By Adam Bergman

The Internal Revenue Service (“IRS”) permits retirement accounts, such as an IRA, to invest in real estate and other alternative types of investments. As a matter of fact, IRS rules permit one to invest retirement funds in almost any type of investment, aside generally from any investment involving a disqualified person, collectibles, and life insurance, in the case of an IRA.

There are several advantages of using a self-directed IRA or Solo 401(k) plan to buy real estate. The first is tax deferral or tax-free growth. For example, if one purchased a piece of property with retirement funds for $80,000 and later sold the property for $300,000, the $220,000 of gain appreciation would generally be tax-deferred. Whereas, if you purchased the property using personal funds (non-retirement funds), the gain would be subject to federal income tax, and in most cases, state income tax. Second, a self-directed IRA can allow you to invest in hard assets you know and understand, such as a rental property or piece of land. Lastly, having the ability to invest in alternative assets is believed to be a good source of investment diversification.

Before using a self-directed IRA to buy real estate, there are five important items to consider:

  1. Do Your Research. Real estate can be a complex investment that involves various components. Therefore, it is important to do your research and diligence on the real estate asset your IRA will be purchasing. You should be familiar with the specific real estate asset your IRA will be purchasing, its locality, as well as understand the costs involved.
  2. Price Matters. Unlike stocks or mutual funds, which typically do not involve ongoing costs, the purchase of real estate often involves ongoing costs, such as repairs and taxes. Thus, it is vital that you make sure you are purchasing a real estate asset that your IRA can afford. It is good practice to keep a reserve of at least 5-10% of the value of the asset in case of emergency.
  3. IRA Custodian Options. Most traditional banks and financial institutions do not allow IRA holders to buy real estate with their IRA since it does not generate any profit for the institution. However, there are a number of special self-directed IRA custodians throughout the United States that allow their clients to make alternative asset investments, such as real estate, using retirement funds. Hence, when purchasing real estate with a self-directed IRA, an IRA holder has generally two options: (i) “Custodian Controlled” Self-Directed IRA or (ii) “Checkbook Control” Self-Directed IRA.
    With the “Custodian Controlled” self-directed IRA, the IRA holder will direct the IRA custodian to invest the IRA funds into traditional, as well as alternative asset investments, such as real estate. Whereas, with a “Checkbook Control” Self-Directed IRA, a special purpose limited liability company (“LLC”) is established that would be wholly owned by the IRA and managed by the IRA holder through a local bank account. The use of the LLC allows the IRA holder to act quickly when the right investment opportunity presents itself cost effectively and without IRA custodian delay.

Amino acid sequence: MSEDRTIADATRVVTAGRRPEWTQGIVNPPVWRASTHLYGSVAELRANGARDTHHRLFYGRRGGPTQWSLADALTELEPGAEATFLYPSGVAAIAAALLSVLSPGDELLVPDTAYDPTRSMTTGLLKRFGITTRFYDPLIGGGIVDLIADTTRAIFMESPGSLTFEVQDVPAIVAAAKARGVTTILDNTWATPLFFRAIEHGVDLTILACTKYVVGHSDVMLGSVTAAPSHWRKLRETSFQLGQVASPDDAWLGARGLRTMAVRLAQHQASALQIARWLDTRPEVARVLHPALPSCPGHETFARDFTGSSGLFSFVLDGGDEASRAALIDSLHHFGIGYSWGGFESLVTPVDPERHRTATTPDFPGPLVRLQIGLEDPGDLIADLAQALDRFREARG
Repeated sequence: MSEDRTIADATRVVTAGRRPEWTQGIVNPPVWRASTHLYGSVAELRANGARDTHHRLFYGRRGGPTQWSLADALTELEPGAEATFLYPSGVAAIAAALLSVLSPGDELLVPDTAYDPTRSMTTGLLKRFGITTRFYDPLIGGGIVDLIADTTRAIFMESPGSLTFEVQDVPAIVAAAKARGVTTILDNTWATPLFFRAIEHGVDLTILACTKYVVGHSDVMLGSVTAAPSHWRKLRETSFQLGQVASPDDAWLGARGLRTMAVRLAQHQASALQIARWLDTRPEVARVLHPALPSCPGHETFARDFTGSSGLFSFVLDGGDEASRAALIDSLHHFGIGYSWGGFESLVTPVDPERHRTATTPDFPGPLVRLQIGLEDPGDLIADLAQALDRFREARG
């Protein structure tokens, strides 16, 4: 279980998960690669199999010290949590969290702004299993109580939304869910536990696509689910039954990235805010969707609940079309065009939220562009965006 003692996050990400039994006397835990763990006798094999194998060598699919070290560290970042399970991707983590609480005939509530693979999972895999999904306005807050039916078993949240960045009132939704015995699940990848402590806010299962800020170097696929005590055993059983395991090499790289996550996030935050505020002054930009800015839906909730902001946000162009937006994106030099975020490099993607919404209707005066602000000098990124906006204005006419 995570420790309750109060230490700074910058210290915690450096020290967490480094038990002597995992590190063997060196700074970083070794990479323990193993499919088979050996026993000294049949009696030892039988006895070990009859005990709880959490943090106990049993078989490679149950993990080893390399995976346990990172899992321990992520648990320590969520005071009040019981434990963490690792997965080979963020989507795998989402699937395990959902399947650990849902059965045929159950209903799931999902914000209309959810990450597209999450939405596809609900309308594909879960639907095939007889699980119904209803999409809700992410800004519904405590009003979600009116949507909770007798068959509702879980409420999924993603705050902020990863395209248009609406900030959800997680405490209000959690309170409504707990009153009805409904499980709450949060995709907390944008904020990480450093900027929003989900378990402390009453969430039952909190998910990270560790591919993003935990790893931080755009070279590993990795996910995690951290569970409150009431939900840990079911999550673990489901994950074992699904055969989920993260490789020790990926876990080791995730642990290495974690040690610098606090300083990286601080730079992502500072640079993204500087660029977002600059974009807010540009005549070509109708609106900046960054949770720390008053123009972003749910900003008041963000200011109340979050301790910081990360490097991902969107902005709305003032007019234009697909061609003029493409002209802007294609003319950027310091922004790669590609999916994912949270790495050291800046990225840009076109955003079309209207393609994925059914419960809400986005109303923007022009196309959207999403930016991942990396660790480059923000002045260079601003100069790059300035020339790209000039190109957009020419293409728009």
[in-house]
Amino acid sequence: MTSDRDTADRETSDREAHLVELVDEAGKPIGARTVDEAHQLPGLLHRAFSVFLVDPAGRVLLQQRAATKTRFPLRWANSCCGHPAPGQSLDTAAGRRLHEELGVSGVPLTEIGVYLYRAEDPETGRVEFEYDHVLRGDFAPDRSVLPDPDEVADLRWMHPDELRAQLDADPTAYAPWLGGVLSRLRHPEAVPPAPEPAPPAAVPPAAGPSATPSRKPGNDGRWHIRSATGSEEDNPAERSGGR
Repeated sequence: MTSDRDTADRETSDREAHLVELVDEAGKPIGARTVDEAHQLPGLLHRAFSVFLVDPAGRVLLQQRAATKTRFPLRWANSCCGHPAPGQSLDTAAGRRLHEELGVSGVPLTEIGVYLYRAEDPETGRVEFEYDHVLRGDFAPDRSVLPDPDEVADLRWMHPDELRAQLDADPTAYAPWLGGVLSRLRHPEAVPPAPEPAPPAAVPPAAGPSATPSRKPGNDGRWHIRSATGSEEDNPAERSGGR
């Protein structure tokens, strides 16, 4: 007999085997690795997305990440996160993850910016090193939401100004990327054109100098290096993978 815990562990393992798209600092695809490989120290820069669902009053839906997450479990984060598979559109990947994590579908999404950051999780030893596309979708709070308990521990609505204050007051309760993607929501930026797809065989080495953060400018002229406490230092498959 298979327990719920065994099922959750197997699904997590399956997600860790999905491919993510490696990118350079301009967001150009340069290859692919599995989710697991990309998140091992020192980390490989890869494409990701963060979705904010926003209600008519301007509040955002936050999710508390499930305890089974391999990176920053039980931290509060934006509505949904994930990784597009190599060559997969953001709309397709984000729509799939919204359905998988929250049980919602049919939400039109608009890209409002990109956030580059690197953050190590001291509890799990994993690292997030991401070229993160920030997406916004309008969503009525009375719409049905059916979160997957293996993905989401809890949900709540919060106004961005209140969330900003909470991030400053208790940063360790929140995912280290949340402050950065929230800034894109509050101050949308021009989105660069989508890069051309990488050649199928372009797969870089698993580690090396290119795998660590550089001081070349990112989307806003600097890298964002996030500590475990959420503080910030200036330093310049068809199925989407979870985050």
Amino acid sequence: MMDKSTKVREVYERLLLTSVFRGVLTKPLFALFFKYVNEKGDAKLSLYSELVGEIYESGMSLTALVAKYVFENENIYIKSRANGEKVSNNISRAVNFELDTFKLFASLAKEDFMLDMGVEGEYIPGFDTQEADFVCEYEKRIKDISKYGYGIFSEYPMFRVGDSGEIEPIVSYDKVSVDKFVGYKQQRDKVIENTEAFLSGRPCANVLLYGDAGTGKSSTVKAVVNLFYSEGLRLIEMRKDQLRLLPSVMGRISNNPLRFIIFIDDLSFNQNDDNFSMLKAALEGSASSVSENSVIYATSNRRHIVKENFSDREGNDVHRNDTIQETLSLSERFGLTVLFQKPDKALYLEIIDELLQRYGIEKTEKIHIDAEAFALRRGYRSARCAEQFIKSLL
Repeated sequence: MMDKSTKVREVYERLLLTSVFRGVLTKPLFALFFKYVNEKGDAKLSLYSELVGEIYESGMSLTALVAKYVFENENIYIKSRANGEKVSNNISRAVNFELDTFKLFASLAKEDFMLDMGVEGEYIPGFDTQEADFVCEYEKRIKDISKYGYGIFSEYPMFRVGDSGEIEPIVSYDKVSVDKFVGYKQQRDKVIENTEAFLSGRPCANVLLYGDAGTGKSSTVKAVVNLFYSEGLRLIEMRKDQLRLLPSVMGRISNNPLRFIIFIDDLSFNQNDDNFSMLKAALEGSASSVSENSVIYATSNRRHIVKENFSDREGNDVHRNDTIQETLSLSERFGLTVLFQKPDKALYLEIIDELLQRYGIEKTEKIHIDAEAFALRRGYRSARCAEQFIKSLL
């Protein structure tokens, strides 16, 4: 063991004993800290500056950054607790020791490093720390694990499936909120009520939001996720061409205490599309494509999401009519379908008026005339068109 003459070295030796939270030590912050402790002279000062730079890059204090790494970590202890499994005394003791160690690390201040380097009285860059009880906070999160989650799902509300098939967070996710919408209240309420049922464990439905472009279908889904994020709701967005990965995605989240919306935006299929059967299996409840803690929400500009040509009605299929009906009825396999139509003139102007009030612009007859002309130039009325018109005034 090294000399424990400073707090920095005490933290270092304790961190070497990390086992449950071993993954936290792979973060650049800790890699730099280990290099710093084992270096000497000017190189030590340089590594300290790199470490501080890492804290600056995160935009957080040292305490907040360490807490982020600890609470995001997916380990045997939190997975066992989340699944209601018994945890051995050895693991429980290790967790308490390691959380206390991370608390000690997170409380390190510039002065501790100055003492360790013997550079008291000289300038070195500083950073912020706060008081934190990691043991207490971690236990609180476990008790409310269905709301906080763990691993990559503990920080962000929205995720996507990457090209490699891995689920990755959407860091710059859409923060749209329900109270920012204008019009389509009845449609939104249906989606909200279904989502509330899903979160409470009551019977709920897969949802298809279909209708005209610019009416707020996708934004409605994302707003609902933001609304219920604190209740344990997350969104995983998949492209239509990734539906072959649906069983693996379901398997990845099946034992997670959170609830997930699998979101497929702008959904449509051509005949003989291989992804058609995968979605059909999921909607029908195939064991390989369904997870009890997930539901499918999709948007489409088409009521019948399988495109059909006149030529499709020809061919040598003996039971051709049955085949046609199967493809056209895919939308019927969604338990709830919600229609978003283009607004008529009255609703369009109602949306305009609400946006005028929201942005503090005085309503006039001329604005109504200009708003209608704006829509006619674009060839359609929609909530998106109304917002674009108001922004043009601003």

The “Custodian Controlled” self-directed IRA option is often used by IRA investors looking to make alternative asset investments that do not involve a high frequency of transactions, such as raw land or an investment fund. While, a “Checkbook Control” Self-Directed IRA is popular for IRA investors interesting in making real estate investments involving a high frequency of transactions, such as rental properties, fix and flips, tax liens, and hard money loans.
  4. Understand the IRS Prohibited Transaction Rules. The Internal Revenue Code (“Code”) does not describe what a self-directed IRA can invest in, only what it cannot invest in. Code Sections 408 & 4975 prohibits “disqualified persons” (as defined under Code Section 4975(e)(2)) from engaging in certain types of transactions. In general, as long as the self-directed IRA does not purchase life insurance, collectibles, or engage in a transaction directly or indirectly benefiting the IRA holder or a lineal descendant of the IRA holder (“disqualified person”) then the investment can be made.
  5. Using Leverage Can Create Tax Issues. The IRS prohibited transaction rules prohibit an IRA holder from personally guaranteeing a loan associated with his or her IRA. However, if an IRA holder is able to secure a non-recourse loan (a loan which is not personally guaranteed by the IRA holder) to purchase real estate with an IRA, the unrelated business taxable income (“UBTI”) rules could be triggered and a tax rate reaching as high as 37 percent could apply. Note – an exemption from this tax is available for 401(k) plans pursuant to IRC 514(c)(9). If the UBTI tax is triggered and tax is due, IRS Form 990-T must be timely filed.

Using a self-directed IRA to buy real estate continues to grow in popularity, but IRA holders seeking to use retirement funds to invest in real estate must be mindful of the five items outlined above and should consult with a tax professional for further guidance.

Adam Bergman is a tax partner with IRA Financial Group and president of IRA Financial Trust Company. Contact him via email at or call him at 800-472-0646 Ext 12.